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Lāhainā Post-Fire Water Quality Monitoring

Since the August 8, 2023 Maui fires, Surfrider Foundation Maui Chapter has been receiving the same, seemingly simple question of ‘is the water safe?’ with increasing concern. There are a handful of groups that have obtained funding to test for fire contaminants in the ocean waters off of Lāhainā over the past few months. However, the focus has largely been on marine ecosystem and reef health, leaving a gap of public information in regards to human health impacts. (cover photo credit: Mark Deakos)

As a result, for the past three months, Surfrider Foundation Maui Chapter has been consulting with water quality experts, chemists, environmental toxicologists, bioremediation scientists, and public health specialists to determine which fire-related contaminants are of the highest concern in the ocean for safe recreation at beaches along the West Maui coastline.

The Lāhainā fire was unique given its proximity to the ocean, the age of the buildings that burned, and the number of structures that were destroyed. What we do know is that a large number of dangerous toxins were released during the fire. In addition to the contaminants that immediately leaked from the sunken boats, significant amounts of ash were deposited in coastal waters and continue to cover the burnt area of Lāhainā Town.

This ash can contain a variety of harmful toxins, including heavy metals, Polynuclear (Polycyclic) Aromatic Hydrocarbons (PAH’s), Volatile and Semivolatile Organic Compounds (VOC & SVOC), Asbestos, Polychlorinated Biphenyls (PCB’s), Dioxins and Furans, and Per- and Polyfluoroalkyl Substances (PFAS), as well as Nitrates and Phosphates. 

Front street sampling

In November DOH released preliminary results from samples they took of the toxic ash in Lāhainā. The County found elevated levels of metals as well as the presence of PAH’s. 

The two main strategies that are being used to contain and minimize the spread of toxic ash are the application of Soiltac® (a soil stabilizer) on the footprint of burned buildings and setting up roughly 4 miles of envirosock stormwater filters, as well as fences and curtains to prevent debris from flowing into the ocean and local waterways. The big concern, though, is that many of the contaminants in the ash are water soluble - meaning that they can flow freely through the socks and current management measures.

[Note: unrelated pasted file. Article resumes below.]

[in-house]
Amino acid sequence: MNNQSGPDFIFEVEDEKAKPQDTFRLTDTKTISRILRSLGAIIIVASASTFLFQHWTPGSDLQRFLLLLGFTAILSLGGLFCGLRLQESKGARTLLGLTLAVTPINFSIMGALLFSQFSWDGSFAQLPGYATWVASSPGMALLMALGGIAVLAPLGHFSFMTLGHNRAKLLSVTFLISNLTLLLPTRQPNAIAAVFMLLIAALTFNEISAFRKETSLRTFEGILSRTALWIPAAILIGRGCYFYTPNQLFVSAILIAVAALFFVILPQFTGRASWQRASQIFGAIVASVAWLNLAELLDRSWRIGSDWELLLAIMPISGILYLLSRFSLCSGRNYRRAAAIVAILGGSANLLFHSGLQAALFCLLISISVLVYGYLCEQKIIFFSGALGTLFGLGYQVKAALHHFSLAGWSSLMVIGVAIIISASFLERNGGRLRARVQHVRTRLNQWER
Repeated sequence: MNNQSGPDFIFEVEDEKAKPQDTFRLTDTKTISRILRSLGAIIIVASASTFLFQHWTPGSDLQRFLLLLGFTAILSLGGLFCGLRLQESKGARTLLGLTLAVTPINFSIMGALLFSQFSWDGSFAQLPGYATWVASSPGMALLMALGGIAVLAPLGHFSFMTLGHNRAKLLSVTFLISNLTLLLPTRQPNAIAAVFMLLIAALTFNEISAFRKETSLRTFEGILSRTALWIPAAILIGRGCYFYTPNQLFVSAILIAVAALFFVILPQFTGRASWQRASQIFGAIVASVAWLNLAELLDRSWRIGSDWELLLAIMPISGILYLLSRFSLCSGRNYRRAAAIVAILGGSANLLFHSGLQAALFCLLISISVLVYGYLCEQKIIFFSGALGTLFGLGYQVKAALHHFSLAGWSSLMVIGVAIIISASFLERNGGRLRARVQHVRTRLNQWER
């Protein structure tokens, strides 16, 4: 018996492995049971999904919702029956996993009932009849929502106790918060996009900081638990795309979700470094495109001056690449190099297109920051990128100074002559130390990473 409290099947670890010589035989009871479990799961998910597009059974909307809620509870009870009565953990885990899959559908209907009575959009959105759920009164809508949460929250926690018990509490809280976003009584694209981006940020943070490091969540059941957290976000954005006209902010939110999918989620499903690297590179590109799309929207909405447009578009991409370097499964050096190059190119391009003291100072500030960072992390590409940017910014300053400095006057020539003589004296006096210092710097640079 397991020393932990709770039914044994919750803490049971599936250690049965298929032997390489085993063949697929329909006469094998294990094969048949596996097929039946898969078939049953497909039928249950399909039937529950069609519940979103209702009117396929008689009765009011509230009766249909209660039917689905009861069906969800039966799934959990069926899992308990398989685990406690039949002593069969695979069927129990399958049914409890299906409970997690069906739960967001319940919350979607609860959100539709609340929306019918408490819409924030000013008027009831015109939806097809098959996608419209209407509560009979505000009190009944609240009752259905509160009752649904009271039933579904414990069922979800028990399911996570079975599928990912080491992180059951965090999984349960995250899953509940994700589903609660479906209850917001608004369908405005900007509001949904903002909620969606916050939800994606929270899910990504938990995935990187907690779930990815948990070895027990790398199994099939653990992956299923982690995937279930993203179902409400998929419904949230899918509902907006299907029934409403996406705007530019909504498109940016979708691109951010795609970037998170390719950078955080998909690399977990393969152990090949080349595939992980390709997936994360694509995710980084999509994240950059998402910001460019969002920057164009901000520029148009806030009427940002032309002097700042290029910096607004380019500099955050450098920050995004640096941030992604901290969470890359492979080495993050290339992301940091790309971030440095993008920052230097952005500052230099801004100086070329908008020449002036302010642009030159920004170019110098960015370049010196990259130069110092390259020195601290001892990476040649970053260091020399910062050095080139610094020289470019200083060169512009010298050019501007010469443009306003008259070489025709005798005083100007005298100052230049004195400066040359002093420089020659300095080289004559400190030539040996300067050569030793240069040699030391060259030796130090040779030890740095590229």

As such, our focus has been on identifying the most hazardous water soluble contaminants that would likely make their way to the ocean and put human health at risk. We also had to consider the feasibility of sampling and analysis. All samples had to be shipped off-island, and certain contaminants have very short hold times and specific sampling and holding protocols. 

enviro-sock lining Pāpalaua St.
Enviro-socks lining Front Street are designed to stop the flow of debris into the ocean.
Enviro-socks with perforations lining storm drain on Front St.
Enviro-socks lining stream from Mokuhinia going to 505 Front St.

Storm drain at Shark Pit


What Are We Testing For?

On the early morning of January 10, 2024, Surfrider Foundation staff members Lauren Blickley and Hanna Lilley suited up in waders, N95 masks, gloves and assembled sample bottles at Hanakaʻōʻō beach park. The previous night's heavy rains (nearly 4 inches of precipitation in Lāhainā) left a large plume of brown water stretching the coast of Maui’s West side. This was a day we have all feared, yet knew was coming. 

Surfrider Foundation Maui Fire Response Coordinator, Hanna Lilley, collecting water quality samples from the "Shark Pit" area of Lāhainā. 
Māla Ramp

Processing samples at Māla Ramp

 Lāhainā Harbor
Olowalu surf spot 


We sampled eight sites, one North and one South of the burn area (Hanakaʻōʻō and Olowalu) and six within the burn area. We shipped our samples overnight to Physis Labs to run analysis for Heavy Metals and Polynuclear Aromatic Hydrocarbons. 

Hanakaʻōʻō beach park-1

Heavy Metals

Fires release heavy metals from various sources including building materials, electronics, and vehicles. Older buildings (older than 1978) are often more likely to have heavy metals in their construction materials including lead-based paint.